I’m not a Bee veteran myself, but I have some experience in the field of bright kids playing word games. Two years ago, I started a Scrabble club at my daughter’s public elementary school in Washington, D.C., and I’ve coached players in the National School Scrabble Championship, which like the Bee consists primarily of fifth- through eighth-graders. I also wrote the script and was the color commentator for ESPN’s coverage of the event in 2007 and 2008. Which arguably makes me complicit in the media exploitation of children, because a TV camera is a TV camera and ESPN is ESPN.
But while I’m biased by my own love of the board game, I think there’s a qualitative difference between the Bee and the Scrabble tournament. In both, the best players memorize lots of weird words (though in Scrabble the words are, in aggregate, shorter, two to eight letters). Vocabulary and grammar and etymology are worthy byproducts. The top competitors are serious and passionate, usually have a blast, and often show way more perspective than their adult minders.
And yet I’m completely comfortable promoting kids' Scrabble but feel a little uncomfortable watching the Bee. Why? Because of what the kids do and how they are asked to do it. The Bee is about the individual. One kid, a very bright spotlight and a bell that dings (aw) or doesn’t (yay). The verdict is instant and, therefore, exhilarating or devastating. No middle ground. In school Scrabble, players compete in teams of two, to minimize pressure and encourage teamwork. That’s a healthy distraction, even in a championship final to be shown (months later) on national television. One player can’t drop a fly ball or strike out or misspell a word. And Scrabble engages not only words but a range of math skills—strategy, spatial relations, board geometry. The Bee is rather more limited.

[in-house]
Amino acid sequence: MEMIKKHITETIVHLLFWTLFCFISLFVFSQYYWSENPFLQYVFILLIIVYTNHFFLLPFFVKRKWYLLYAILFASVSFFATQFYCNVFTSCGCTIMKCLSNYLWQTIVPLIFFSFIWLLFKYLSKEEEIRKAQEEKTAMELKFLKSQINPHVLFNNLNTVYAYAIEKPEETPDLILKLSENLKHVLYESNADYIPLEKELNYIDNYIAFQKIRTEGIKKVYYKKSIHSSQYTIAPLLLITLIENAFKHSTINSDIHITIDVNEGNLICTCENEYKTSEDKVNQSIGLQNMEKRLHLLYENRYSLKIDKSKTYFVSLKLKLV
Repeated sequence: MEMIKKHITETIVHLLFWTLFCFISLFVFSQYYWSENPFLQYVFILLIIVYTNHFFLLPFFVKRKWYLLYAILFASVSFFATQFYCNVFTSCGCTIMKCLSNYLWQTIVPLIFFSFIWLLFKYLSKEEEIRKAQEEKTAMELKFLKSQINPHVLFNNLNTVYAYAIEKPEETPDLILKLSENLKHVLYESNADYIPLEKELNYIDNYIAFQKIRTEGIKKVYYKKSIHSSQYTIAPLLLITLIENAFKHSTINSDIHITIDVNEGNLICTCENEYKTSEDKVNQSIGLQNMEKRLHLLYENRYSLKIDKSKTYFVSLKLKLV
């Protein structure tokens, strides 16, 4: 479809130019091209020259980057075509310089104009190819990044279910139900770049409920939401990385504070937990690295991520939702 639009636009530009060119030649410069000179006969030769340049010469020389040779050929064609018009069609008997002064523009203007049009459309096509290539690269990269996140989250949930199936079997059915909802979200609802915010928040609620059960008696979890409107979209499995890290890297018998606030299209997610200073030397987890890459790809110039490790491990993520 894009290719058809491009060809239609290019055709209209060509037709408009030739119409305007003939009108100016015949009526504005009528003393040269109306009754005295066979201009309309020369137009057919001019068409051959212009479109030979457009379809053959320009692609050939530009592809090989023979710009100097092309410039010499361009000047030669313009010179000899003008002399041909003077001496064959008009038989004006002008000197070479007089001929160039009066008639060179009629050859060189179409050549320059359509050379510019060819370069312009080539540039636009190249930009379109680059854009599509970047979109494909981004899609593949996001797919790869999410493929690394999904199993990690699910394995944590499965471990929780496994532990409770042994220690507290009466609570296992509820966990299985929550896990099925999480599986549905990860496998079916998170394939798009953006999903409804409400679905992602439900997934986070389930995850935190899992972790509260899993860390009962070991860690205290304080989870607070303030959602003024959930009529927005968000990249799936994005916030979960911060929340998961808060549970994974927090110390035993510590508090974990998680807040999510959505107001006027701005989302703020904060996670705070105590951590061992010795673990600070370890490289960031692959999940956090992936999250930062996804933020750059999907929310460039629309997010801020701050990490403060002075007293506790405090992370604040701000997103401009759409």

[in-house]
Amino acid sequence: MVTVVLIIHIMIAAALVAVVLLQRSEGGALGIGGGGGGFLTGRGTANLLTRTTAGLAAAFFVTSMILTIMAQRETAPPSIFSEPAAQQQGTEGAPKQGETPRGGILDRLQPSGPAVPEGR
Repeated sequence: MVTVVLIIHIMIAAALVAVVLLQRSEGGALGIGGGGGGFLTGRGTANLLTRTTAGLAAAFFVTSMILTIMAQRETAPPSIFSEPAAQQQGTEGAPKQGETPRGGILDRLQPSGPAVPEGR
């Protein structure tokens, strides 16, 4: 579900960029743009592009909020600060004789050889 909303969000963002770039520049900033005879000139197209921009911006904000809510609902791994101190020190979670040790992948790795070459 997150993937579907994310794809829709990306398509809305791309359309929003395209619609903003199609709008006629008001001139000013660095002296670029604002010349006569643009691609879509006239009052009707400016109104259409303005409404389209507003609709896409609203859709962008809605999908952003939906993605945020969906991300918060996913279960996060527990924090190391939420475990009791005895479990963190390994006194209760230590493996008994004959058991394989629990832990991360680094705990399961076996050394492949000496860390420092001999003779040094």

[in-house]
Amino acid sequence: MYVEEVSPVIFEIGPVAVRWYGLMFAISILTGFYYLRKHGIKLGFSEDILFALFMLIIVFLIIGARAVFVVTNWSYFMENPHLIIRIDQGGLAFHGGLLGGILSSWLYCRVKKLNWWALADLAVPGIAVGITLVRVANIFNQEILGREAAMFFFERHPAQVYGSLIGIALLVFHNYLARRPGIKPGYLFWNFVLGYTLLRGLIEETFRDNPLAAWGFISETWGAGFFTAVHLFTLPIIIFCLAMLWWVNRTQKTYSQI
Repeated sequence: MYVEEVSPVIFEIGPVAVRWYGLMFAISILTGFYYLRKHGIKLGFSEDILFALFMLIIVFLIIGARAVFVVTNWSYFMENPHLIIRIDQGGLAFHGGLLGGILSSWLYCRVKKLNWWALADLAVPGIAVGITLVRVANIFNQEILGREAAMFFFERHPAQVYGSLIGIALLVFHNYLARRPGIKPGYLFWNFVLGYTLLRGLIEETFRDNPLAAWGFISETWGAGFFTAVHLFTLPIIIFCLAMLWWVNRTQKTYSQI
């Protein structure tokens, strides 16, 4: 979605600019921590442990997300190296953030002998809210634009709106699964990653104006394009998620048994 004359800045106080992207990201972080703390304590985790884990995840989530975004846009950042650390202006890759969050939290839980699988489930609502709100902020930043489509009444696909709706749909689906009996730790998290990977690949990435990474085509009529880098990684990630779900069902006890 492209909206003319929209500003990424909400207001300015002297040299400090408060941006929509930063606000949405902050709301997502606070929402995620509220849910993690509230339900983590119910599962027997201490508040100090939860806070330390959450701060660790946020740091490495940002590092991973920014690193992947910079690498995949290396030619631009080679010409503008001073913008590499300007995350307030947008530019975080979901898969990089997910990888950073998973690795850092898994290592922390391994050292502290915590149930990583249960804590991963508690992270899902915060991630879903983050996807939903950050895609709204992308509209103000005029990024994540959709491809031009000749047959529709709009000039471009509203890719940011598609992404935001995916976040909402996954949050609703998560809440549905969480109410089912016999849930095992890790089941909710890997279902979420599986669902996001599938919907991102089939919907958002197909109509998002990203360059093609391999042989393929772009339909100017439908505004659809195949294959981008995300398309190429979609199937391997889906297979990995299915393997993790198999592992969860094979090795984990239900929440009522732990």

Rebecca Sealfon spells her way to victory at the 1997 Bee.
Of course, the Bee is a prime-time extravaganza while ESPN canceled its Scrabble coverage this year—partly because it didn’t turn into another Bee. No surprise there. The use of obscure words in Scrabble—about 100,000 in The Official Scrabble Players Dictionary—is hard for non-players to understand. The use of obscure words in the Bee—about 476,000 in Webster’s Third New International Dictionary of the English Language, the great American unabridged dictionary—is the whole point.
The skills, by the way, don’t necessarily translate. The 2006 Bee winner, a poised 13-year-old from New Jersey named Kerry Close, was asked by CBS’s predictably condescending Harry Smith (is there an anchorperson alive who can speak comfortably to children?) whether she plays Scrabble. “Yeah,” she replied, “but I’m not very good at it.”
Sameer Mishra mishears the word “numnah” to hilarious results in the 2008 Bee.
I love the fact that, for a couple of days a year, America chooses to watch smart kids using their brains. But the Bee was challenging and cool and pleasantly strange – like an episode of the old College Bowl or the fictitious radio show It’s a Wise Child on which J.D. Salinger’s precocious Glass children all appeared—long before ESPN came aboard in 1994 and ABC took it mainstream in 2006. The words may have gotten harder in the Bee, but when you try to appeal to the masses, the cultural approach can only get softer.
The mostly serious former sportscaster Robin Roberts hosted the Bee finals in 2006 and 2007; average viewership was 8.5 million and 7.1 million, respectively. Last year, the network switched toTom Bergeron of Dancing With the Stars and America’s Funniest Home Videos and moved the finals to Friday night from Thursday. Viewership plunged to 4.9 million.
Now ABC has returned the Bee to a school night. It’s also created a flashy promotional video. It pokes fun at the kid who fainted.
Stefan Fatsis is the author of Word Freak: Heartbreak, Triumph, Genius, and Obsession in the World of Competitive Scrabble Players and A Few Seconds of Panic: A Sportswriter Plays in the NFL, out in paperback this summer. He talks about sports on NPR’s “All Things Considered,” writes a column for Sports Illustrated.com and contributes to The New York Times, The Atlantic, Slate and other publications.